Two years ago, Tziporah Gelman weighed almost 300 pounds and knew she needed to make a change, so she stepped into her first Zumba class at her local gym.
Today, Gelman is a Zumba instructor, in great shape and changing the lives of Jewish women in the community for the better. It was love at first dance move, when Gelman took her first Zumba class.
"To me it didn't feel like a workout, it really felt like a party," she said. The Zumba program, which was created in 2001, is like a fitness dance party that uses Latin-themes and international music to create a fun, dance party vibe that gets people moving and burns calories.
Over the next year-and-a-half, Gelman lost more than 130 pounds. When her class at the gym no longer worked with her schedule, Gelman, a schoolteacher and rebbetzin (rabbi's wife), hired her instructor to host private classes for Jewish women, many of whom didn't feel comfortable exercising in front of men. When the response became overwhelming, her instructor encouraged Gelman to become the teacher.
"She kept telling me, 'You have it, Tziporah, you've got the gift. You have it, your community needs it." And when her instructor moved out of town, Gelman thought seriously about becoming a Zumba instructor herself. "Maybe I really could do this for the Jewish community and get my community moving," she said. "I know for myself I was so heavy and couldn't get out of the rut, and maybe I could inspire other people to get in shape and to do it in a fashion that was actually really fun."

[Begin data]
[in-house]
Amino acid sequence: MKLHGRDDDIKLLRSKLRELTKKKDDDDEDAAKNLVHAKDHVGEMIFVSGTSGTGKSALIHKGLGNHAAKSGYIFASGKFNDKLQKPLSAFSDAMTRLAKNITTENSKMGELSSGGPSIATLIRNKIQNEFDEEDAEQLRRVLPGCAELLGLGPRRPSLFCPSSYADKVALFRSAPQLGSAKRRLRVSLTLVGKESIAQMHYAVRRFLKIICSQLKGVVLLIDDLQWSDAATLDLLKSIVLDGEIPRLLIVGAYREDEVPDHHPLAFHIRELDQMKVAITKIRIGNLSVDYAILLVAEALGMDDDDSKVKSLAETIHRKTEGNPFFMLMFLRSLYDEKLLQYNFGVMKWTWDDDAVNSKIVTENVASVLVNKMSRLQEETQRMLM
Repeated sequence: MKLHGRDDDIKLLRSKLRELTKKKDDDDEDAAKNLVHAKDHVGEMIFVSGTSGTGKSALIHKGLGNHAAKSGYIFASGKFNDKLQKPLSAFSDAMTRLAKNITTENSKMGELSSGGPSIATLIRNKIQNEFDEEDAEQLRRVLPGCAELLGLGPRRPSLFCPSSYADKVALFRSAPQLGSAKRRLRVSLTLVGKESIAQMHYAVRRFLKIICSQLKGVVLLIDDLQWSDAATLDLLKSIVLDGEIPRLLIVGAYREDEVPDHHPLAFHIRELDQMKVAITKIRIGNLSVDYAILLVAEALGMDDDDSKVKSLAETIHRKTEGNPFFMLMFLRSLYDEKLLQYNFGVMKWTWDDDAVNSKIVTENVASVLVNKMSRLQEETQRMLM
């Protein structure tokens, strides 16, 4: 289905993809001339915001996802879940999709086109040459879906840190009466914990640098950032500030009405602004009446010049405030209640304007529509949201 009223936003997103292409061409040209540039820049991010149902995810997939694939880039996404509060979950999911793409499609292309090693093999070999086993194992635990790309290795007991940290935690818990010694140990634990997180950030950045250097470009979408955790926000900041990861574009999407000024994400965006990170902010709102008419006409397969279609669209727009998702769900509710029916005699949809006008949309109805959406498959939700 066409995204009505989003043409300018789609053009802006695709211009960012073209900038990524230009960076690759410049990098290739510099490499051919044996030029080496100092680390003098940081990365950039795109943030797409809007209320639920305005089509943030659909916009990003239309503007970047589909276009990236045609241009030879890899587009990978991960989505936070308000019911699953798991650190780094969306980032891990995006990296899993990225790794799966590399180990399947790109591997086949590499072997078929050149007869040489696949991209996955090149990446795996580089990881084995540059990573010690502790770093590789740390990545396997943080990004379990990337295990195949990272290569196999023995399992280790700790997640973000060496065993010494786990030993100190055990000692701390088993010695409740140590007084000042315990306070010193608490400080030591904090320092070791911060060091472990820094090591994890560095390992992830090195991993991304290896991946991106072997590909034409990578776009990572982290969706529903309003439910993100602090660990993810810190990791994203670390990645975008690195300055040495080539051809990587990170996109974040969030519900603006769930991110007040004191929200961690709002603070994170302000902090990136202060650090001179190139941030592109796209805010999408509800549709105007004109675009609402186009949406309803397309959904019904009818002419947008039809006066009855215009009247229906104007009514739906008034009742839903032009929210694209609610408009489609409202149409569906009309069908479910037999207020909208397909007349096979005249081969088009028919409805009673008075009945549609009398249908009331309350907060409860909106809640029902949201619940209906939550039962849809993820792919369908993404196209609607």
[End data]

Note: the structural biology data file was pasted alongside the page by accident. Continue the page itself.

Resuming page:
So she became a licensed Zumba Instructor and AFAA (Aerobics and Fitness Association of America) Certified Group Fitness Instructor and found a small space to open Frumba Chicago, LLC. Fifteen Jewish women came to her first class, 20 came to the next, and, within a month, she had 50 students. So she rented a bigger space at the Bernard Horwich JCC, and currently rents from the Lincolnwood Jewish Congregation on Touhy and Crawford. Eventually her classes got so large that she hired three of her students to get trained and become instructors as well. She now attracts some 300 students.
For people who didn't have an active social life in the Jewish community, Frumba Chicago is their connection. "They can now be in Jewel or Hungarian [Kosher Foods] and see somebody and they smile because they're part of this secret club," Gelman said.
And while many of her students are from the Orthodox community, there are other Jewish women with no affiliation and even women who are not Jewish.
"It's just so beautiful because I could have 90 women in the room and there are just so many parts of the community that are represented," Gelman said. "If we were sitting and talking Judaism, it would probably be a very heated debate, and yet here we come and we exercise and we just have an amazing and great time and it's just pretty magical."
Gelman has been described by women in the community as a crusader to improve the health and lifestyle choices of Jewish women. "I think a lot of women in the orthodox community very often have a lot of kids and they sort of get put on the back burner. Their health and their well-being very often [aren't prioritized] because life happens and it happens very quickly," she said. "My mission and my dream have always been to get the Jewish community moving."
While she says Zumba is not for everyone, she encourages women of all ages and backgrounds in the community to check out a class at least once. "You'll never know unless you come and try."